- The focus of Immersion II (June-July, 2nd semester) is on the Community and on Group Processes. Immersion II is about setting up a relation with the rural community/group; it is about finding community/group voice; but also about extending oneself (and community) towards a shared action research agenda – an action research agenda emerging out of the needs of the community. The AUD-PRADAN collaboration arrived at the understanding that Immersion II is to have a double/dual role. The two roles/purposes are however are closely interrelated. On the one hand, Immersion II is a course that would take the student to a sound understanding of groups and community contexts, as also an appreciation of how groups work (or not work; when it does not work), how groups are forged. On the other hand, Immersion II is also about a deepening of one’s nascent Action Research question. However, the deepening of the Action Research question is not something one does alone. It is not done in the ‘I’, ‘me’, ‘mine’ mode. One is expected to do it in the ‘we’/‘us’ mode. The idea is to deepen the Action Research project in collaboration with the community/group one is working with. In this new imagination of research ‘poor rural women’ are not our objects of knowledge, but our co-researchers. They are not just ‘native tribal informants’ but ‘co-producers of knowledge’. The ‘gendered subaltern’ thus becomes a colleague in research and action. The local SHGs see possibilities of transformative social action based on our research findings.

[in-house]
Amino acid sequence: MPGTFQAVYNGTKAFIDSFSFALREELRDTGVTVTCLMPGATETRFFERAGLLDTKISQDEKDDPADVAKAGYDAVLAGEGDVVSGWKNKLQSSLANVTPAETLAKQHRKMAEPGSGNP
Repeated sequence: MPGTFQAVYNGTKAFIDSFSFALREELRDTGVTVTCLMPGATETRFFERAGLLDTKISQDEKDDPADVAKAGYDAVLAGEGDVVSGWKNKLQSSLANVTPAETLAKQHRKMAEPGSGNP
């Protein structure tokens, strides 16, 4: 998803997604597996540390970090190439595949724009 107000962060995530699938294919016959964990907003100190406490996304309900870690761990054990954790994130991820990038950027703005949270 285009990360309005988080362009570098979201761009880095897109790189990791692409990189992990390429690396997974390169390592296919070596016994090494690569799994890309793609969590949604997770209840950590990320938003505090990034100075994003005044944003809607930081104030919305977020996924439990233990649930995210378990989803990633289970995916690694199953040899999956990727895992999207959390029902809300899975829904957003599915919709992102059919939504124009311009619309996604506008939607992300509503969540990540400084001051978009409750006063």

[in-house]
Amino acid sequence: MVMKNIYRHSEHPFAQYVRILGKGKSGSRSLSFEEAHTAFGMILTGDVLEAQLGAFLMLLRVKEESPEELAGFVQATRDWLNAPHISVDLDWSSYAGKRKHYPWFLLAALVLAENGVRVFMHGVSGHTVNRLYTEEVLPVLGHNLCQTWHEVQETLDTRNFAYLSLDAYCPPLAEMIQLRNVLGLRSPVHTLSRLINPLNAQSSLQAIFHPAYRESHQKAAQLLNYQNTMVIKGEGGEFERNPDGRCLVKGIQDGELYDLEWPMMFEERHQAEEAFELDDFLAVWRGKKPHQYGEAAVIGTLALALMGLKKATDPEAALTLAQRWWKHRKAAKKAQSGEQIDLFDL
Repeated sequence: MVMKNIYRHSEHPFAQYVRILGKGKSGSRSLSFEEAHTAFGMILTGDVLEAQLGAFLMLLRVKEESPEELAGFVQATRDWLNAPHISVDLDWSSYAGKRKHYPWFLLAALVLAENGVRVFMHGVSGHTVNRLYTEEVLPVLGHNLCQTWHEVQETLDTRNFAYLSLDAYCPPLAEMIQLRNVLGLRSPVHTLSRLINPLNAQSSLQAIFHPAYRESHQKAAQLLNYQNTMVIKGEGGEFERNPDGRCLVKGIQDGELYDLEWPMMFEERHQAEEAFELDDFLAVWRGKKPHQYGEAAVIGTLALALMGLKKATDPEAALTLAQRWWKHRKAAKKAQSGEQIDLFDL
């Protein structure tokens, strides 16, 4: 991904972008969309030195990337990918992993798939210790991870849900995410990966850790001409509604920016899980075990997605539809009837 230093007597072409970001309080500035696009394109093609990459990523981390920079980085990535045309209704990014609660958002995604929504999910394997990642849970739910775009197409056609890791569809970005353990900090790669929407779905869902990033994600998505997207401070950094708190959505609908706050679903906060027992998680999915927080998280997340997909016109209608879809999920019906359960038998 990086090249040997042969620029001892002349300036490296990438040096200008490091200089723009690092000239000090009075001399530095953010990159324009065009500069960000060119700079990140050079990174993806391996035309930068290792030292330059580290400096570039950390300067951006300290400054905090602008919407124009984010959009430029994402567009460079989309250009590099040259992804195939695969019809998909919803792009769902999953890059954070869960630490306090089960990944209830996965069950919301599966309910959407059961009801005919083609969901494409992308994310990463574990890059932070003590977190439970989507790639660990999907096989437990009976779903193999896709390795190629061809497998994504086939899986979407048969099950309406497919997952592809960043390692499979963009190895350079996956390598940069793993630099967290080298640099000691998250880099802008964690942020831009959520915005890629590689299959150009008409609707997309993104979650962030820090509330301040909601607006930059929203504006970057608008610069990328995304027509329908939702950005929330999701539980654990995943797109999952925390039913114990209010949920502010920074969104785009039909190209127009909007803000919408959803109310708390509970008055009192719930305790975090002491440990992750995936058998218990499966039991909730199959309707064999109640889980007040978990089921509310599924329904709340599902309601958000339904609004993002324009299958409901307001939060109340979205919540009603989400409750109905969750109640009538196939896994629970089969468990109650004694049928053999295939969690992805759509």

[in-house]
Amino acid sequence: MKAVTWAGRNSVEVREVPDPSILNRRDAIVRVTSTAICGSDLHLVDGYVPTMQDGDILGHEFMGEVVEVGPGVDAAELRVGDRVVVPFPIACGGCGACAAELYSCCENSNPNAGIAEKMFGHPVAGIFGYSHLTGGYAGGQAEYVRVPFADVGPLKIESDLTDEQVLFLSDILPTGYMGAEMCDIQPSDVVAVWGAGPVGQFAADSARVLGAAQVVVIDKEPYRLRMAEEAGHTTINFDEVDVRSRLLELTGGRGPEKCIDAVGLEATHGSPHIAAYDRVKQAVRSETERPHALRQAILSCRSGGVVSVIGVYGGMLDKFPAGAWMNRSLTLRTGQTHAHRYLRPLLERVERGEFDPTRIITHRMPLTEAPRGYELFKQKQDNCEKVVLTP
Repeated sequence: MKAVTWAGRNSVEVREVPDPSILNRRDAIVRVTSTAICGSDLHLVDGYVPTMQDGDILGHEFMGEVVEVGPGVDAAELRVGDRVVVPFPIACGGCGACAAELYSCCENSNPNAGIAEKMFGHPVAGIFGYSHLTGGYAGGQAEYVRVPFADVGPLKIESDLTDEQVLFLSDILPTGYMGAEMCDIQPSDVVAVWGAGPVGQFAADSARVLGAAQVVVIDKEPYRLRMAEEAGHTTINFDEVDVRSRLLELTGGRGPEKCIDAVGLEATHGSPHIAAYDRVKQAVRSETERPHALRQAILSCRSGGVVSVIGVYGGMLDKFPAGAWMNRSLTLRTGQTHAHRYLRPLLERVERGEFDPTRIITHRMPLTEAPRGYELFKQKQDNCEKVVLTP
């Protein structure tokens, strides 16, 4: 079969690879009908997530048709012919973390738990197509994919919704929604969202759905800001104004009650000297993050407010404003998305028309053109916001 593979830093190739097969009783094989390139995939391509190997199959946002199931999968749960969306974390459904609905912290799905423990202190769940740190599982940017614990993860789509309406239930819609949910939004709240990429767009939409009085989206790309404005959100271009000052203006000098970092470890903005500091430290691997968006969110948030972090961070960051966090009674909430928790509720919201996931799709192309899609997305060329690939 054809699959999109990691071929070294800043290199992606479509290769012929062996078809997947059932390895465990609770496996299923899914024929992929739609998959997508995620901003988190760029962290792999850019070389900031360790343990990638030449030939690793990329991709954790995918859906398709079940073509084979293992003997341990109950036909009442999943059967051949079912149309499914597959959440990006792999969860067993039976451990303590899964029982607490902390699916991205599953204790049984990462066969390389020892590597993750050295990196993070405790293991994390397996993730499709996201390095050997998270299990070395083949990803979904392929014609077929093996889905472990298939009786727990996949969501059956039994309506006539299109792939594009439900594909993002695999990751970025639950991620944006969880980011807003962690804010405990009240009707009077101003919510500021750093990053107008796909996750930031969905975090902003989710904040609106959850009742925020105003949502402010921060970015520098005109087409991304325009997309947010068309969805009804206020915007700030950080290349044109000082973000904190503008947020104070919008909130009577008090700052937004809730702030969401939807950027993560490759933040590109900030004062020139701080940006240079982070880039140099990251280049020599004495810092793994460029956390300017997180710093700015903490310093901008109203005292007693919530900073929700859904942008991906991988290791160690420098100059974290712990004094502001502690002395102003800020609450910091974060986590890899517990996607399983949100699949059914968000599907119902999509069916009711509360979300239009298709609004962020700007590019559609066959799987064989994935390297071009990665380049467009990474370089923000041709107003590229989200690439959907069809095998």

- The focus of Immersion III (Jan-April, 4th semester) is on Action Research; it is about setting up a relation with the action research question, about conducting action research (i.e. about extending the research findings towards action and institutional change) and moving towards a reflection on action.
Design of Immersion
- Experience, engage, and relate to with intensely and in a psychoanalytically sensitive manner with adivasi life worlds (as also dalit contexts)
- Co-research rigorously with the ‘community’, questions, issues, problems relevant to the community (including attention to psycho-biographs of hope, despair and desire)
- Arrive at an action research problematic collaboratively with the community
- Develop a framework of action-ing the co-researched finding(s), and finally
- Research in a theoretically rigorous manner the action-ing process.
This MPhil programme takes ‘transformation’ (or ‘transformative social action’) as its object of enquiry – transformation along the mutually constitutive axes of class, caste, gender, ethnicity, poverty, violence, governance, livelihoods, education and health and so on.